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Author Topic: Shutterstock Reviewers Beating Me Up.... Anyone Else?  (Read 167978 times)

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« Reply #200 on: June 07, 2014, 13:36 »
+1
Yes, if you look at the # of newly accepted images on SS each week it is a lot (like 265,000). If 5% of the reviewers are doing an awful job your chances of hitting one of them is not all that high, but the chances that a lot of people will get weird rejections are pretty high. I personally haven't had a problem in a while either, but when all or almost all of the images are rejected for focus or lighting when other images from the same shoot have been accepted in the past it does raise flags.

Many or most of the rejections are perfectly valid and it is when experienced contributors complain about them that people take more notice, especially when entire batches are rejected for the same reason.


« Reply #201 on: June 07, 2014, 13:48 »
+2
I aggree with 99.9% of the rejections. I can even tell upfront when a photo will be rejected by SS, ........


Just an example of a 0.01%

ultimagina

« Reply #202 on: June 07, 2014, 14:59 »
-2
How would that explain replies from SS saying the review was in error and resubmit??

Borderline quality.
Nobody has any interest to reject good photos!

« Reply #203 on: June 07, 2014, 15:05 »
-1
Yeah - 95% quality rather than 96%

ultimagina

« Reply #204 on: June 07, 2014, 15:07 »
0
I aggree with 99.9% of the rejections. I can even tell upfront when a photo will be rejected by SS, ........


Just an example of a 0.01%

This is not about the photo quality. I doubt you can call this error a "trend"

Ron

« Reply #205 on: June 07, 2014, 15:08 »
-2
How would that explain replies from SS saying the review was in error and resubmit??

Borderline quality.
Nobody has any interest to reject good photos!
So someone submits a dozen images, 100% rejection, resubmits, 100% approval because it was a batch of 100% borderline images. You are missing the point this is about experienced shooters. For example Dave Smith, shoots immaculate food images for 7 years, and all of a sudden his work is borderline?

ultimagina

« Reply #206 on: June 07, 2014, 15:27 »
0
So someone submits a dozen images, 100% rejection, resubmits, 100% approval because it was a batch of 100% borderline images. You are missing the point this is about experienced shooters. For example Dave Smith, shoots immaculate food images for 7 years, and all of a sudden his work is borderline?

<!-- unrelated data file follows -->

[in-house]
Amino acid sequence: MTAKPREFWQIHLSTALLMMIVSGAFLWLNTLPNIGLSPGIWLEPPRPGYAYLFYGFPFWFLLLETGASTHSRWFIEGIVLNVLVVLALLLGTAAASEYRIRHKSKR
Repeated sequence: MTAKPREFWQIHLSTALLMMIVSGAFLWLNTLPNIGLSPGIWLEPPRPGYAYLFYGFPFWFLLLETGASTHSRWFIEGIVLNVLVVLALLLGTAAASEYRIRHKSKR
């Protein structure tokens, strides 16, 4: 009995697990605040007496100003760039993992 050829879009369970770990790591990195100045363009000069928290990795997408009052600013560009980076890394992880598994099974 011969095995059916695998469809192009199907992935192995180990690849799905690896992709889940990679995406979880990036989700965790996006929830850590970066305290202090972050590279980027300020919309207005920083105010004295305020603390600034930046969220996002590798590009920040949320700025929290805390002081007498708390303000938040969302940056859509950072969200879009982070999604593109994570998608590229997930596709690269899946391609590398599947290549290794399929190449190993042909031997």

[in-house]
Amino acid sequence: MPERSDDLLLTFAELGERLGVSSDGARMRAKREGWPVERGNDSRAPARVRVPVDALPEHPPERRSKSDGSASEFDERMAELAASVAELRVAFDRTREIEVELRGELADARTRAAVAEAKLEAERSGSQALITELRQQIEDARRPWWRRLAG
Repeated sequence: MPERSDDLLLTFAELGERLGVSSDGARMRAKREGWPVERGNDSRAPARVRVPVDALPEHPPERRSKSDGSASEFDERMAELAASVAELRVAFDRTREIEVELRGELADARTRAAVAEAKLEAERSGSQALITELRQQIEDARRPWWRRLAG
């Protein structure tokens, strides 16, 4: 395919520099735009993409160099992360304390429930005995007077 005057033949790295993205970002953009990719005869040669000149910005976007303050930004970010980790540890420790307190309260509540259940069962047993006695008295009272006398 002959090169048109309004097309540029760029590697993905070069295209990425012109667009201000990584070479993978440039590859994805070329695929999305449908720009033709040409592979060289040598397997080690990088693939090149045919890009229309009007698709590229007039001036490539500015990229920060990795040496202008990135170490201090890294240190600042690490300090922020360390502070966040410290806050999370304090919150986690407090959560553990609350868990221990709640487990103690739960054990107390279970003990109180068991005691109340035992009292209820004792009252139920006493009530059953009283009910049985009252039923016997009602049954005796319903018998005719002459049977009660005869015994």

I take your word that he is an experienced photographer, but we, both, can only speculate, since we didn't see "that" batch.

I'm only describing my experience, like it or not.

Even if I would like to see more of my photos for sale on SS, and not only on DT, FT, IS, 123 or Alamy, I can understand the reasons behind these SS rejections.

In most of the cases it's "me" not "them"

« Last Edit: June 07, 2014, 15:35 by ultimagaina »

Ron

« Reply #207 on: June 07, 2014, 15:31 »
-1
Seriously, he knows what a good image is, he helps people out tirelessly in the critique forum, does workshops, etc, he wont be submitting borderline batches. If you think there is nothing wrong, thats fine. Other people beg to differ from experience.

« Reply #208 on: June 07, 2014, 16:00 »
+3
The thing is HUMAN reviewers can make mistakes...

Even at that though, a buyer will more than likely be able to find an equivalent food shot that suits so the company does not lose out and that is the name of the game - not about justice or fairness, just what will or will not make a buck for the company - course, I'm naive so what do I know.

ultimagina

« Reply #209 on: June 07, 2014, 16:14 »
-1
The thing is HUMAN reviewers can make mistakes...

Even at that though, a buyer will more than likely be able to find an equivalent food shot that suits so the company does not lose out and that is the name of the game - not about justice or fairness, just what will or will not make a buck for the company - course, I'm naive so what do I know.

Name of the game indeed!

This looks to me like the endless talks after a football match, when people argue for hours: was it penalty or not? Did the ball pass the goal line or not?
Of course there are mistakes, from time to time. And mistakes will always be part of the game.
However, most of us will still watch and enjoy the upcoming world cup matches. And the football players will keep on playing and making money out of this game, despite the few mistakes made by these "unjust" referees!

Ron

« Reply #210 on: June 07, 2014, 16:15 »
0
Again, its not about simple mistakes.

ultimagina

« Reply #211 on: June 07, 2014, 17:12 »
0
Then about what? Intentional mistakes? Conspiracy theories? Is SS targeting specific contributors, rejecting good photos only to punish them? Sadistic "Atilla" enjoying another "kill"? What is your explanation?


Sent from my iPhone using Tapatalk

Goofy

« Reply #212 on: June 07, 2014, 17:15 »
+6
This is starting to get me dizzy from going around in circles  :-[


« Last Edit: June 07, 2014, 18:01 by Goofy »

Ron

« Reply #213 on: June 07, 2014, 17:26 »
-1
Then about what? Intentional mistakes? Conspiracy theories? Is SS targeting specific contributors, rejecting good photos only to punish them? Sadistic "Atilla" enjoying another "kill"? What is your explanation?


Sent from my iPhone using Tapatalk
Seriously, are you now just taking the piss?? Just wumming or what? Someone else might explain it to you, but not me.

ultimagina

« Reply #214 on: June 07, 2014, 17:32 »
-2
No wumming. I sincerely believe that one should look in the mirror before blaming others for failures.


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Goofy